12/26/11 10:00 AM EST
Padres endure year of challenge, change
By Corey Brock / MLB.com
The result was a 71-91 season. After the season, general manager Jed Hoyer was allowed to leave for the same post with the Cubs as Josh Byrnes -- after spending a year with the organization -- was named GM.
Could even more change be in store for the Padres in 2012? To escape the cellar of the NL West, there will have to be.
There is no disputing that the Padres struggled mightily to score runs. In the first month of the season alone, they were shut out seven times. The Padres were blanked 19 times for the season -- tops in the Major Leagues.
There were other palpable shortcomings that led to the Padres' tumble. Run prevention took a hit in 2010, from the pitching and defense side. The bench was thin. Chemistry in the clubhouse wasn't what the team had hoped.
Above all else, the team didn't win nearly enough.
"We need to play better and play consistently better as a group," Padres manager Bud Black said. "That's what we need ... the even performances and not the deep valleys."
Of all the story lines that played out over the past 12 months, here were the five biggest:
5. Byrnes takes over for Hoyer as GM
After spending the 2011 season as senior vice president of baseball operations, Byrnes was hired as GM in October, after Hoyer left for the same position with the Cubs. Several other moves later followed, as Byrnes assembled his front office. A.J. Hinch was then promoted to assistant general manager, Chad MacDonald was hired (assistant GM in charge of player personnel, he'll focus most on First-Year Player Draft) and then Omar Minaya -- the former Mets GM -- was hired as a senior vice president of baseball operations.
4. Byrnes makes first steps to shape roster
Brynes, after several smaller moves, pulled off a good old fashioned "baseball" trade when he dealt pitcher Mat Latos to the Reds for four players, including three prospects who could play prominent roles in the future of the team. Byrnes also signed free-agent outfielder Mark Kotsay to a one-year contract. The move was made to help with team chemistry and to help an offense that struggled badly a year ago against right-handed pitching. Byrnes also traded for catcher John Baker to give the team better depth at a critical position. Then, after three-time All-Star closer Heath Bell signed with the Marlins, Byrnes made a deal two days later to land closer Huston Street, doing so without having to part with any prized Minor League players.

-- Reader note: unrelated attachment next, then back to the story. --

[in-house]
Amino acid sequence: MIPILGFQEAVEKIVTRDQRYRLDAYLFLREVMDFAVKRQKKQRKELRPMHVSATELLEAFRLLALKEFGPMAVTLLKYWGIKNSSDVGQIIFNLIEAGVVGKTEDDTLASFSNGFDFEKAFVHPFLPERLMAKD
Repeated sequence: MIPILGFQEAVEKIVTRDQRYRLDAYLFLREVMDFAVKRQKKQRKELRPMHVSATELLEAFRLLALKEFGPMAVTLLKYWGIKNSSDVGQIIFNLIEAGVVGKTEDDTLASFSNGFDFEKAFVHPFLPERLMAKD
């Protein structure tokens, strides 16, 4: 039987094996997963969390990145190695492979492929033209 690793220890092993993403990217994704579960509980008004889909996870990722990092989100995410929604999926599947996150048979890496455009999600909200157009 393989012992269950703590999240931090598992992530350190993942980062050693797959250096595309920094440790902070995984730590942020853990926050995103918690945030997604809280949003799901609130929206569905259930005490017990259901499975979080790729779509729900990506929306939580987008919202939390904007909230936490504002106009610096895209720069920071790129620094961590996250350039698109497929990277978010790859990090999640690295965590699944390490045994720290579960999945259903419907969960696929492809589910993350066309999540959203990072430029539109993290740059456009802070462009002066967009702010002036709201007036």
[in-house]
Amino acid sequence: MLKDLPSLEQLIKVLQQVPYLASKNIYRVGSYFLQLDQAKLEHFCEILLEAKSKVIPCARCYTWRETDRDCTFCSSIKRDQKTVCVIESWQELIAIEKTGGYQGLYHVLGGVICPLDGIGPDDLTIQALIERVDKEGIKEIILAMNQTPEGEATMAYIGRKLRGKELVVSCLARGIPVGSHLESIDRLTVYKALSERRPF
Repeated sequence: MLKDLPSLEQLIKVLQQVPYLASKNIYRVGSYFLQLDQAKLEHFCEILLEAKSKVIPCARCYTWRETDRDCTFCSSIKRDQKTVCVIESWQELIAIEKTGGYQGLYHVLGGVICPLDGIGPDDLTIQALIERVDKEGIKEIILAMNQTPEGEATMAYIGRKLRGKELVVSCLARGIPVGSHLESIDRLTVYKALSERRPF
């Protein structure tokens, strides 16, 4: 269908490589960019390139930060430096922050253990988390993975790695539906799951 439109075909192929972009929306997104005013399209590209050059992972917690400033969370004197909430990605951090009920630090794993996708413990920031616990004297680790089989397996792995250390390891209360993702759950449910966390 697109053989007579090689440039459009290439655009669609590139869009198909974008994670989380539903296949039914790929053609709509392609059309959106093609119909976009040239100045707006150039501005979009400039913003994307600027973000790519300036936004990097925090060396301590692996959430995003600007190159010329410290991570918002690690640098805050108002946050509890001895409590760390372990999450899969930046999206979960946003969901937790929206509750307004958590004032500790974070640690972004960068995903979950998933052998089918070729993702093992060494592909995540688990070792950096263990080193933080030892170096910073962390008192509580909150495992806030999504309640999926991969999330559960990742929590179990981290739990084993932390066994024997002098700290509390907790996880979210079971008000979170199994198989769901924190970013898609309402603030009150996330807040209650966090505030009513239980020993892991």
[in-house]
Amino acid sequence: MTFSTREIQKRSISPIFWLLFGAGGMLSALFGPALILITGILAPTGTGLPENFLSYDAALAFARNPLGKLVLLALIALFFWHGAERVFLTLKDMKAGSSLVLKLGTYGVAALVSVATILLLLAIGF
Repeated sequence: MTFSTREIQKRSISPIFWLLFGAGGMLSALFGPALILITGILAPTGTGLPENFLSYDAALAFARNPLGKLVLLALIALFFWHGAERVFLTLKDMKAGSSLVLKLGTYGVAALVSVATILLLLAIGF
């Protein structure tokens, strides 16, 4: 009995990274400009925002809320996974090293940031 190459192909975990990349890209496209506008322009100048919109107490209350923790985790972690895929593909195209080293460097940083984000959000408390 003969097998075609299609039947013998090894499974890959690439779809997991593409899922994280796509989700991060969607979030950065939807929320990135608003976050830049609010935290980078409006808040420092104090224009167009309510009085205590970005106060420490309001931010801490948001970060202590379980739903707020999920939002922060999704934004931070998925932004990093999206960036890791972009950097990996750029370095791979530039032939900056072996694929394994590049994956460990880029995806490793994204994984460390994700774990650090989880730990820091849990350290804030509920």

3. New faces produce in 2011
The 2011 season saw the emergence of several players who were new or fairly new to the Padres. Cameron Maybin, 24, looks like he's on the cusp of doing some big things. Not only did Maybin rank second on the team in home runs and first in steals (40), but he also played a strong defensive center field -- enough to merit Gold Glove buzz from his teammates and manager. Jesus Guzman, promoted from Triple-A Tucson in June, carried the offense in the second half. Cory Luebke shined in long relief and also did so once inserted into the starting rotation, carrying a no-hitter into the sixth inning of a Sept. 19 start against the Rockies.
2. Padres pay homage to Trevor Hoffman
The Padres honored Hoffman during an hour-long pregame ceremony at Petco Park on Aug. 21, a ceremony that included not only his family but former teammates and coaches. The ceremony, which was equal parts amusing and poignant, climaxed with sobs as Hoffman's late father's taped image and voice rendered the national anthem on the video screen. "No one person deserves all this. We don't do things for accolades. It's a dream come true to have this bestowed upon you," Hoffman said afterward. "This is amazing."
1. Padres invest in their future with Draft, trades
The Padres increased focus on drafting and player development paid off big in June's First-Year Player Draft as the team spent more than $11 million to sign a talented Draft class. The team signed 22 of its first 23 picks and got three players, catcher Austin Hedges and pitchers Joe Ross and Michael Kelly, to forgo their college commitments. Also, the July 31 trade that sent relief pitcher Mike Adams to Texas yielded two highly regarded pitchers, Joe Wieland and Rob Erlin, two pitchers who could make their Major League debuts sometime in 2012. The Minor League system hasn't been this good in a long time.